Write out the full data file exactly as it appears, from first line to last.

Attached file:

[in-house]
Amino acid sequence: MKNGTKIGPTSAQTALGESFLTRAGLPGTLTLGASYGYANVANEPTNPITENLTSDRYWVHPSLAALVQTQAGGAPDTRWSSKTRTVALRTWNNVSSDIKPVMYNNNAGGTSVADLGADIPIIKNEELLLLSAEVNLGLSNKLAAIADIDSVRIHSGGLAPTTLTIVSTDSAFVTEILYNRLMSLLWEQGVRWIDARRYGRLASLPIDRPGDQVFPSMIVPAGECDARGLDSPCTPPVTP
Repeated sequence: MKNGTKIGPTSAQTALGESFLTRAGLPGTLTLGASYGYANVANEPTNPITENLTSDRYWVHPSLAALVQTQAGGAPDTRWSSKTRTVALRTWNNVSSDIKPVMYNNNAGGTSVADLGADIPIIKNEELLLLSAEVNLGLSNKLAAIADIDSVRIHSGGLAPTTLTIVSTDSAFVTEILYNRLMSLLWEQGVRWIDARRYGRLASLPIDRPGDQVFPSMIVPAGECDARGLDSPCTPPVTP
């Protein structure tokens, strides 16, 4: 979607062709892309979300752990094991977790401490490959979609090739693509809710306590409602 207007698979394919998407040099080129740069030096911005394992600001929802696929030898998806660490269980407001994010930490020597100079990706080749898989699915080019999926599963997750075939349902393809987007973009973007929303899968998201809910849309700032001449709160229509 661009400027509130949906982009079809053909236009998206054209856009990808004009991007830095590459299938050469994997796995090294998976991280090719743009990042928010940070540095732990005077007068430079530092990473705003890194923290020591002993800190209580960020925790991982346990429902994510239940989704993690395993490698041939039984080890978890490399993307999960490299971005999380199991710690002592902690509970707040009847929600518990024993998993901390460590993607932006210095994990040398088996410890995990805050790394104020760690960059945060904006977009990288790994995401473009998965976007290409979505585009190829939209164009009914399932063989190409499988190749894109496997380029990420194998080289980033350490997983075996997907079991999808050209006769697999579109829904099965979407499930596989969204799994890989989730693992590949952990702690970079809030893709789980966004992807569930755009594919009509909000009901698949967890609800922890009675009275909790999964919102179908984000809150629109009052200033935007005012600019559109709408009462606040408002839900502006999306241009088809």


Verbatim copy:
[in-house]
Amino acid sequence: MKNGTKIGPTSAQTALGESFLTRAGLPGTLTLGASYGYANVANEPTNPITENLTSDRYWVHPSLAALVQTQAGGAPDTRWSSKTRTVALRTWNNVSSDIKPVMYNNNAGGTSVADLGADIPIIKNEELLLLSAEVNLGLSNKLAAIADIDSVRIHSGGLAPTTLTIVSTDSAFVTEILYNRLMSLLWEQGVRWIDARRYGRLASLPIDRPGDQVFPSMIVPAGECDARGLDSPCTPPVTP
Repeated sequence: MKNGTKIGPTSAQTALGESFLTRAGLPGTLTLGASYGYANVANEPTNPITENLTSDRYWVHPSLAALVQTQAGGAPDTRWSSKTRTVALRTWNNVSSDIKPVMYNNNAGGTSVADLGADIPIIKNEELLLLSAEVNLGLSNKLAAIADIDSVRIHSGGLAPTTLTIVSTDSAFVTEILYNRLMSLLWEQGVRWIDARRYGRLASLPIDRPGDQVFPSMIVPAGECDARGLDSPCTPPVTP
């Protein structure tokens, strides 16, 4: 979607062709892309979300752990094991977790401490490959979609090739693509809710306590409602 207007698979394919998407040099080129740069030096911005394992600001929802696929030898998806660490269980407001994010930490020597100079990706080749898989699915080019999926599963997750075939349902393809987007973009973007929303899968998201809910849309700032001449709160229509 661009400027509130949906982009079809053909236009998206054209856009990808004009991007830095590459299938050469994997796995090294998976991280090719743009990042928010940070540095732990005077007068430079530092990473705003890194923290020591002993800190209580960020925790991982346990429902994510239940989704993690395993490698041939039984080890978890490399993307999960490299971005999380199991710690002592902690509970707040009847929600518990024993998993901390460590993607932006210095994990040398088996410890995990805050790394104020760690960059945060904006977009990288790994995401473009998965976007290409979505585009190829939209164009009914399932063989190409499988190749894109496997380029990420194998080289980033350490997983075996997907079991999808050209006769697999579109829904099965979407499930596989969204799994890989989730693992590949952990702690970079809030893709789980966004992807569930755009594919009509909000009901698949967890609800922890009675009275909790999964919102179908984000809150629109009052200033935007005012600019559109709408009462606040408002839900502006999306241009088809």